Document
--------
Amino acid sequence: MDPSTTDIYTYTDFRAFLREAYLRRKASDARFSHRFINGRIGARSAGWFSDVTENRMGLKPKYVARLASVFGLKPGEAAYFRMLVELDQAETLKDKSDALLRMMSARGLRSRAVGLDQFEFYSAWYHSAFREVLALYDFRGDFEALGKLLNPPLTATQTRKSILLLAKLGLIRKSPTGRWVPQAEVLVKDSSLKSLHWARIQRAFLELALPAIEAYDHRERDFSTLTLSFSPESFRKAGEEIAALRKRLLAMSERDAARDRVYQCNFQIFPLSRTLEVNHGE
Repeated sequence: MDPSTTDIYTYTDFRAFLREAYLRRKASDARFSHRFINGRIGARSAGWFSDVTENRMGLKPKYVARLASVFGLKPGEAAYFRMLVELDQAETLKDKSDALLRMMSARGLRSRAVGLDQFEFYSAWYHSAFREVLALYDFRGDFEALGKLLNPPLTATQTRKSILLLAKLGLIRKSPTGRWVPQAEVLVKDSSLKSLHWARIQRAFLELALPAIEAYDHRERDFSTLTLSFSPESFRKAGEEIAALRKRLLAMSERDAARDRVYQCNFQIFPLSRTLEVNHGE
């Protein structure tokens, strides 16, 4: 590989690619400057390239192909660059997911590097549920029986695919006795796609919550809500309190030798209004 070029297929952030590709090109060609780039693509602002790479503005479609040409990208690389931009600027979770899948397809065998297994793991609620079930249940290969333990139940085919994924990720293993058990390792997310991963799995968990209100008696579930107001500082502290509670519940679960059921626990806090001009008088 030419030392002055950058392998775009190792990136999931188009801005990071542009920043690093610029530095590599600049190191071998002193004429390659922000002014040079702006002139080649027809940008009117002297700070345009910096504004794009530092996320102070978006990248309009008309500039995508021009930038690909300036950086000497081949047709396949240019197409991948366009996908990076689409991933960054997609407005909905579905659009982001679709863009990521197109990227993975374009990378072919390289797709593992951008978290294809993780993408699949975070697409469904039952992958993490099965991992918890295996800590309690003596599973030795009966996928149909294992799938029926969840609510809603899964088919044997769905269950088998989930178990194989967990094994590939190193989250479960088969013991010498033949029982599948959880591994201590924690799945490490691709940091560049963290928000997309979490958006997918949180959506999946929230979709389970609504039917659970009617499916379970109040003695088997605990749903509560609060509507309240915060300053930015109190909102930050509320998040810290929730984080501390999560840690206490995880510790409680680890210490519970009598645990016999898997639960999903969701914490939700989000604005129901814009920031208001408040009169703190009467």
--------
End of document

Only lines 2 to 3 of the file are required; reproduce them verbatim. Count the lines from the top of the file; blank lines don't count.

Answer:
Repeated sequence: MDPSTTDIYTYTDFRAFLREAYLRRKASDARFSHRFINGRIGARSAGWFSDVTENRMGLKPKYVARLASVFGLKPGEAAYFRMLVELDQAETLKDKSDALLRMMSARGLRSRAVGLDQFEFYSAWYHSAFREVLALYDFRGDFEALGKLLNPPLTATQTRKSILLLAKLGLIRKSPTGRWVPQAEVLVKDSSLKSLHWARIQRAFLELALPAIEAYDHRERDFSTLTLSFSPESFRKAGEEIAALRKRLLAMSERDAARDRVYQCNFQIFPLSRTLEVNHGE
């Protein structure tokens, strides 16, 4: 590989690619400057390239192909660059997911590097549920029986695919006795796609919550809500309190030798209004 070029297929952030590709090109060609780039693509602002790479503005479609040409990208690389931009600027979770899948397809065998297994793991609620079930249940290969333990139940085919994924990720293993058990390792997310991963799995968990209100008696579930107001500082502290509670519940679960059921626990806090001009008088 030419030392002055950058392998775009190792990136999931188009801005990071542009920043690093610029530095590599600049190191071998002193004429390659922000002014040079702006002139080649027809940008009117002297700070345009910096504004794009530092996320102070978006990248309009008309500039995508021009930038690909300036950086000497081949047709396949240019197409991948366009996908990076689409991933960054997609407005909905579905659009982001679709863009990521197109990227993975374009990378072919390289797709593992951008978290294809993780993408699949975070697409469904039952992958993490099965991992918890295996800590309690003596599973030795009966996928149909294992799938029926969840609510809603899964088919044997769905269950088998989930178990194989967990094994590939190193989250479960088969013991010498033949029982599948959880591994201590924690799945490490691709940091560049963290928000997309979490958006997918949180959506999946929230979709389970609504039917659970009617499916379970109040003695088997605990749903509560609060509507309240915060300053930015109190909102930050509320998040810290929730984080501390999560840690206490995880510790409680680890210490519970009598645990016999898997639960999903969701914490939700989000604005129901814009920031208001408040009169703190009467």